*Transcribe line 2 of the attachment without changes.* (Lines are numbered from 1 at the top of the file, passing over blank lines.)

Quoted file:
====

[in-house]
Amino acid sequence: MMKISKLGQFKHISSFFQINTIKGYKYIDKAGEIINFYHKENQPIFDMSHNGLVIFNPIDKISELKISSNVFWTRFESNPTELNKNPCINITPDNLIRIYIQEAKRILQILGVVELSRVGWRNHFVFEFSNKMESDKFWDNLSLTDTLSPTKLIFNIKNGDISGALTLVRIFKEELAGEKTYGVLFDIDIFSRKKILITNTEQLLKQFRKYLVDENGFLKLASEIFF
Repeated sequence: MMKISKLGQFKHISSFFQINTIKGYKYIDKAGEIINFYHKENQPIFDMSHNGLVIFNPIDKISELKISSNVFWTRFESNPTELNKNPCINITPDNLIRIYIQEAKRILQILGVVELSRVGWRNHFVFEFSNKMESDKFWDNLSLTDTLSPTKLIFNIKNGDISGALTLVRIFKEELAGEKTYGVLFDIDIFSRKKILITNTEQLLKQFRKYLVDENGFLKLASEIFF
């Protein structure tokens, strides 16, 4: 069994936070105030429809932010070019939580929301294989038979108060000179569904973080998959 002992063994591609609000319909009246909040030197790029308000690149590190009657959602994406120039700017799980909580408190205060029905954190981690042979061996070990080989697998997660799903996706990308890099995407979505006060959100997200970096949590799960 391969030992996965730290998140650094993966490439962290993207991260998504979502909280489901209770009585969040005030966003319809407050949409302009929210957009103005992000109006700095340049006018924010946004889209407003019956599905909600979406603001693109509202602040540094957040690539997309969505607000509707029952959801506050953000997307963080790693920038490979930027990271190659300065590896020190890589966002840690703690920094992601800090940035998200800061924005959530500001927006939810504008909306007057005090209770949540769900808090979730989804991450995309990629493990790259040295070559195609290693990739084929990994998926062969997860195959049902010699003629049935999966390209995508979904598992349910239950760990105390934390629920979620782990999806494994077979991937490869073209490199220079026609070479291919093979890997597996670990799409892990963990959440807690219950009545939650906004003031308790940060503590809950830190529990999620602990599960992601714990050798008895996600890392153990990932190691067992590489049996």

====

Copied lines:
Amino acid sequence: MMKISKLGQFKHISSFFQINTIKGYKYIDKAGEIINFYHKENQPIFDMSHNGLVIFNPIDKISELKISSNVFWTRFESNPTELNKNPCINITPDNLIRIYIQEAKRILQILGVVELSRVGWRNHFVFEFSNKMESDKFWDNLSLTDTLSPTKLIFNIKNGDISGALTLVRIFKEELAGEKTYGVLFDIDIFSRKKILITNTEQLLKQFRKYLVDENGFLKLASEIFF